Today was the warmest day in months. A perfect day to give the porch a new spring look.
I made two chair covers and the circular tablecloth.
Here's a quick and dirty way to make a circular tablecloth without measuring a thing or using a compass.
1. You need a piece of fabric slightly longer than the unfolded width. Roughly a square shape. The width of the fabric will determine how big your circle will be. 36 inch fabric will make a table cloth that is between 34 and 35 inches in diameter. If you want a bigger circle you will have to sew it together.
2. Square up one end of the fabric by ripping. Make a tiny cut through the selvages and rip away.
3. Line the ripped edge up with one of the selvages to make a big kerchief shaped triangle.
4. Fold in half along the long side of the fabric. (The folded edge on the left side in the picture above.)
5. Fold in half again. You are bringing the shortest length over to the opposite edge each time. Always keep the short radius on top as you fold.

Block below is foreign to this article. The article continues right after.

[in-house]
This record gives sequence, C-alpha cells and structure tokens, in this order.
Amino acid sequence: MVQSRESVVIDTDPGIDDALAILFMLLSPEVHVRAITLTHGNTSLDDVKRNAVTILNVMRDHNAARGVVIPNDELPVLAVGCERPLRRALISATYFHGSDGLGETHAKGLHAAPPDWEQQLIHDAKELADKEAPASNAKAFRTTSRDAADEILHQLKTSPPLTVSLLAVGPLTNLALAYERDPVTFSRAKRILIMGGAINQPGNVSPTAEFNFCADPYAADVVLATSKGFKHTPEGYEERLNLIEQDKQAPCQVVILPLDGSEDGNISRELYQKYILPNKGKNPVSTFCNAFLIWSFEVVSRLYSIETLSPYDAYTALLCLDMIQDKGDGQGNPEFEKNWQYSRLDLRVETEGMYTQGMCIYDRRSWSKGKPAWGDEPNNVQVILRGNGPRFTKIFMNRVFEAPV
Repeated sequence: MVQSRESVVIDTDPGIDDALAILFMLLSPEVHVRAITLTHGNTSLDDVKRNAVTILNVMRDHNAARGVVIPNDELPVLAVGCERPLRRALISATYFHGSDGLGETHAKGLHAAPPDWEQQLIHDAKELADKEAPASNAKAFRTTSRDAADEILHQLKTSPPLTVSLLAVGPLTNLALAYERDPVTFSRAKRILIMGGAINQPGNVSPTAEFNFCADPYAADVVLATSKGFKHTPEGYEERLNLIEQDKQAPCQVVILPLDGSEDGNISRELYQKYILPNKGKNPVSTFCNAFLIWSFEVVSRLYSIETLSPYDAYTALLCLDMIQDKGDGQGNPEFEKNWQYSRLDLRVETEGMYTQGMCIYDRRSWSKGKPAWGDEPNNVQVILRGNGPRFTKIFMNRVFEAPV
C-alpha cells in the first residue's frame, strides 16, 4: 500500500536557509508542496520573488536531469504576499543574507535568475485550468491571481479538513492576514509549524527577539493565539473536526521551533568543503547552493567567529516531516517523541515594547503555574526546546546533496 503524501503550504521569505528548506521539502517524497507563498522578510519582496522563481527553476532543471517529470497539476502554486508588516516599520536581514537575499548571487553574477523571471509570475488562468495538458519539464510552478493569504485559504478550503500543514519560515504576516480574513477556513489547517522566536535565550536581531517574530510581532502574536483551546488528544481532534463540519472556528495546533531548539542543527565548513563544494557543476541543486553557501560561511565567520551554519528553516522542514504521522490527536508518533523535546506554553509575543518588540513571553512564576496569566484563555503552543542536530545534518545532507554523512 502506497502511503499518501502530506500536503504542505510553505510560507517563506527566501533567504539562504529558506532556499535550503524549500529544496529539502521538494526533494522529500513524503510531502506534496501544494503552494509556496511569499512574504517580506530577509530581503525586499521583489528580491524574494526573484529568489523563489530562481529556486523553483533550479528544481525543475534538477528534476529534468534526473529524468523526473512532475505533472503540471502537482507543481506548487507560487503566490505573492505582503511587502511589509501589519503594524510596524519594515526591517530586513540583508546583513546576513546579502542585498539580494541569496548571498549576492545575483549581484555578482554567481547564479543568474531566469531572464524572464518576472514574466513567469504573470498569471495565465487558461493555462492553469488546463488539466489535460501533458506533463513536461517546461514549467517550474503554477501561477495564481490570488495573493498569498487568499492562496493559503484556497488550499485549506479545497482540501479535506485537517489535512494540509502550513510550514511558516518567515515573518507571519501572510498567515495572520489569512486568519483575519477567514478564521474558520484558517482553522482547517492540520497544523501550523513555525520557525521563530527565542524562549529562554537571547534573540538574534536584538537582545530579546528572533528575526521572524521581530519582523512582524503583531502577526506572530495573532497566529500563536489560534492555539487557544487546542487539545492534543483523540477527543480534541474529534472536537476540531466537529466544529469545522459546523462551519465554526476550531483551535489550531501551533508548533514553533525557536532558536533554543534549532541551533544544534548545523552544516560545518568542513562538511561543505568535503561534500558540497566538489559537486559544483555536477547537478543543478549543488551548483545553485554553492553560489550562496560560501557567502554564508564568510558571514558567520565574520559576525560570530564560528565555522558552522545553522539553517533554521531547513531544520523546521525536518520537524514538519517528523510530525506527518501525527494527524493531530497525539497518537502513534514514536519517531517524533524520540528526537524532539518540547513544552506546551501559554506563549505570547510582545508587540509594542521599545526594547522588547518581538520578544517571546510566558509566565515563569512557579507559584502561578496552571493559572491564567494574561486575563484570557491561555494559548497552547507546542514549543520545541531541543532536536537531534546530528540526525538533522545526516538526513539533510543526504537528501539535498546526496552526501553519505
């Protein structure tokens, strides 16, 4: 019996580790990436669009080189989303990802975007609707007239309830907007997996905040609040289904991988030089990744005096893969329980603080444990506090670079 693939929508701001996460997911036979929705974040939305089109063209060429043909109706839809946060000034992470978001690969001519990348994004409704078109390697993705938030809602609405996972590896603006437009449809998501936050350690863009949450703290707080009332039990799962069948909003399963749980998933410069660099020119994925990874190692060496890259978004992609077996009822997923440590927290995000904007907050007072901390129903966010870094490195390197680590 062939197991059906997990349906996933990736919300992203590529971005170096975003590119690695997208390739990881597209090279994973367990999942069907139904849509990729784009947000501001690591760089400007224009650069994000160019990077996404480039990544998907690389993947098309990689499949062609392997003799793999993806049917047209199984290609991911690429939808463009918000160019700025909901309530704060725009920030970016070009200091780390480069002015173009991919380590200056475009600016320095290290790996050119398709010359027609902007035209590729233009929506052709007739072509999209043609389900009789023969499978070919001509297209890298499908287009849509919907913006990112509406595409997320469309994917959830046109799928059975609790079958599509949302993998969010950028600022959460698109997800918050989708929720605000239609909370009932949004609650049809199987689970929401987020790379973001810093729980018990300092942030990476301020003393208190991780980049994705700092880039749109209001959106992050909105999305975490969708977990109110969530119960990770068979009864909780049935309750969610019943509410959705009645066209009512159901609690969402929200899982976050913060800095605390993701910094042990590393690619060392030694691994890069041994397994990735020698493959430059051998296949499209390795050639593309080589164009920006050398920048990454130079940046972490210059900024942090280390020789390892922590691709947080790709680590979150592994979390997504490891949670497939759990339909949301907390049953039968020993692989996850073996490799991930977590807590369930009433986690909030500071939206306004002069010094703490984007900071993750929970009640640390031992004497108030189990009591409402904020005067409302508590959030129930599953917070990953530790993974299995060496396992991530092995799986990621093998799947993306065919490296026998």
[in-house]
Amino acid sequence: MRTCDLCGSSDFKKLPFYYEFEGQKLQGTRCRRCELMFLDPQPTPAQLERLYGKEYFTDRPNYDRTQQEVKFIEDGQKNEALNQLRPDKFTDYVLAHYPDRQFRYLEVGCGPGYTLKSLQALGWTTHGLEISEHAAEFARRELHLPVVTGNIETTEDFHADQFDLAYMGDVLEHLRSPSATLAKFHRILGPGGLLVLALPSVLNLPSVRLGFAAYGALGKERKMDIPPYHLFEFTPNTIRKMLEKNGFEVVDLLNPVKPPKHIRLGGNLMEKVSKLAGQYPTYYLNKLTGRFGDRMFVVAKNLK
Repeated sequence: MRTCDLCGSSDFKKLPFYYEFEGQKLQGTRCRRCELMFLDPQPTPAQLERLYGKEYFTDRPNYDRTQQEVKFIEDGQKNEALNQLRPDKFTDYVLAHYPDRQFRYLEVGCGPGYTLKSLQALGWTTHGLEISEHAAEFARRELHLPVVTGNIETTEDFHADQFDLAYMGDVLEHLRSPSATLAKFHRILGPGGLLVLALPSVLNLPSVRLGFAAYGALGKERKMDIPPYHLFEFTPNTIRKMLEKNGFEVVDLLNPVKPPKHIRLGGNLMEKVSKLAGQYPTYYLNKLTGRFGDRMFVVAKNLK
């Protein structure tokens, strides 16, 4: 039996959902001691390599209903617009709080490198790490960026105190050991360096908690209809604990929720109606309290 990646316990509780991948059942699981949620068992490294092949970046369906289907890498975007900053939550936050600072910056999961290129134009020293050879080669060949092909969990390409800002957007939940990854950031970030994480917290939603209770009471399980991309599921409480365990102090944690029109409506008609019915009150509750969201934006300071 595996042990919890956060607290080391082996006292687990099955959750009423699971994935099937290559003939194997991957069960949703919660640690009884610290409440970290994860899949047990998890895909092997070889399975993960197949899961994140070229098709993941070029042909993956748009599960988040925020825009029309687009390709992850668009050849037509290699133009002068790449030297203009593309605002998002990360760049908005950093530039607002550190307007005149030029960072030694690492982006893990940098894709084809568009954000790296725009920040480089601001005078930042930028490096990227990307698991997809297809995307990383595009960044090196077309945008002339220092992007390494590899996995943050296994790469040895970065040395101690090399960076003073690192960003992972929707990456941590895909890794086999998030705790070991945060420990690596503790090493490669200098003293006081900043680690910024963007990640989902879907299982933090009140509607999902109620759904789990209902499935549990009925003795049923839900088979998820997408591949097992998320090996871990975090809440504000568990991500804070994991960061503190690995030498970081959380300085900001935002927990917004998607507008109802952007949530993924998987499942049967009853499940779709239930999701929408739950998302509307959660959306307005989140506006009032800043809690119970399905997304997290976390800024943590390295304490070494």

6. Fold again. Bringing the short side to the opposite edge and leaving it on top. It is easier to see what I mean in the picture below.
7. Keep folding until your fabric is too thick to continue. I was using an upholstery grade fabric so it was fairly thick. I folded one more time, but that was for the puropose of marking the radius.
8. Mark the radius... From the picture above you can see that if you were to cut straight across the selvage you would have a longer radius on the right hand side than on the left. (It might make for a cool zig zag or flower petal edge if you wanted but I don't want to try and hem that today!) In the picture below, the paper marks the point on each side of the triangle where the radius (distance to the center point) is equal on both sides.
9. Cut across the radius. I had to do it in sections because of the thickness of my fabric.
9. Open it up to see your circle. Sometimes you get points where the folds were so trim them up. In the pictures below you can see the quarter circle as I unfolded it. It has a little blip on the right hand side near the rose that I ended up trimming a bit. The second picture is on my round coffee table before I hemmed it.
10. Hem. Because I used a heavy fabric with a tendency to fray, I zigzagged the edge and then did a simple one fold hem to avoid a bulky hem. You will have to ease the fabric as you go. Put in some tiny tucks often keeps you from needing bigger pleats.
11. Put on your table and enjoy.